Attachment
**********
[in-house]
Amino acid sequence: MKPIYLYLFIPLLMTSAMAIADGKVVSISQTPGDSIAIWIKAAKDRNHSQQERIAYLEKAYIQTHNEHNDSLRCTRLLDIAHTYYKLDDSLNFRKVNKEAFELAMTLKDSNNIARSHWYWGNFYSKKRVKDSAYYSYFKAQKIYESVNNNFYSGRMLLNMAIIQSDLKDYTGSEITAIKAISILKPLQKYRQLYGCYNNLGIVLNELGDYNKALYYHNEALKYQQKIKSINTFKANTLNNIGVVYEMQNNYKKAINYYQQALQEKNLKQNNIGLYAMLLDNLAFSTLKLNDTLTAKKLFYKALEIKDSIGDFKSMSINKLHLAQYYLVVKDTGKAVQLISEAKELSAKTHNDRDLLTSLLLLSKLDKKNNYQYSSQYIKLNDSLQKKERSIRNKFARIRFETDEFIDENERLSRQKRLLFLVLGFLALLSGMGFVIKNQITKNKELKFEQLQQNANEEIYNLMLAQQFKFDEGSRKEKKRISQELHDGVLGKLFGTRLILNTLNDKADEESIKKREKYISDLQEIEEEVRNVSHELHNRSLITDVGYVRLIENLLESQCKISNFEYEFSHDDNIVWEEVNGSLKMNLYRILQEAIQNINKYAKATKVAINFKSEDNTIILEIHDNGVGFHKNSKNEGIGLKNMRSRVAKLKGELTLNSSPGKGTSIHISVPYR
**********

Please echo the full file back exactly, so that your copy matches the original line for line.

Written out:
[in-house]
Amino acid sequence: MKPIYLYLFIPLLMTSAMAIADGKVVSISQTPGDSIAIWIKAAKDRNHSQQERIAYLEKAYIQTHNEHNDSLRCTRLLDIAHTYYKLDDSLNFRKVNKEAFELAMTLKDSNNIARSHWYWGNFYSKKRVKDSAYYSYFKAQKIYESVNNNFYSGRMLLNMAIIQSDLKDYTGSEITAIKAISILKPLQKYRQLYGCYNNLGIVLNELGDYNKALYYHNEALKYQQKIKSINTFKANTLNNIGVVYEMQNNYKKAINYYQQALQEKNLKQNNIGLYAMLLDNLAFSTLKLNDTLTAKKLFYKALEIKDSIGDFKSMSINKLHLAQYYLVVKDTGKAVQLISEAKELSAKTHNDRDLLTSLLLLSKLDKKNNYQYSSQYIKLNDSLQKKERSIRNKFARIRFETDEFIDENERLSRQKRLLFLVLGFLALLSGMGFVIKNQITKNKELKFEQLQQNANEEIYNLMLAQQFKFDEGSRKEKKRISQELHDGVLGKLFGTRLILNTLNDKADEESIKKREKYISDLQEIEEEVRNVSHELHNRSLITDVGYVRLIENLLESQCKISNFEYEFSHDDNIVWEEVNGSLKMNLYRILQEAIQNINKYAKATKVAINFKSEDNTIILEIHDNGVGFHKNSKNEGIGLKNMRSRVAKLKGELTLNSSPGKGTSIHISVPYR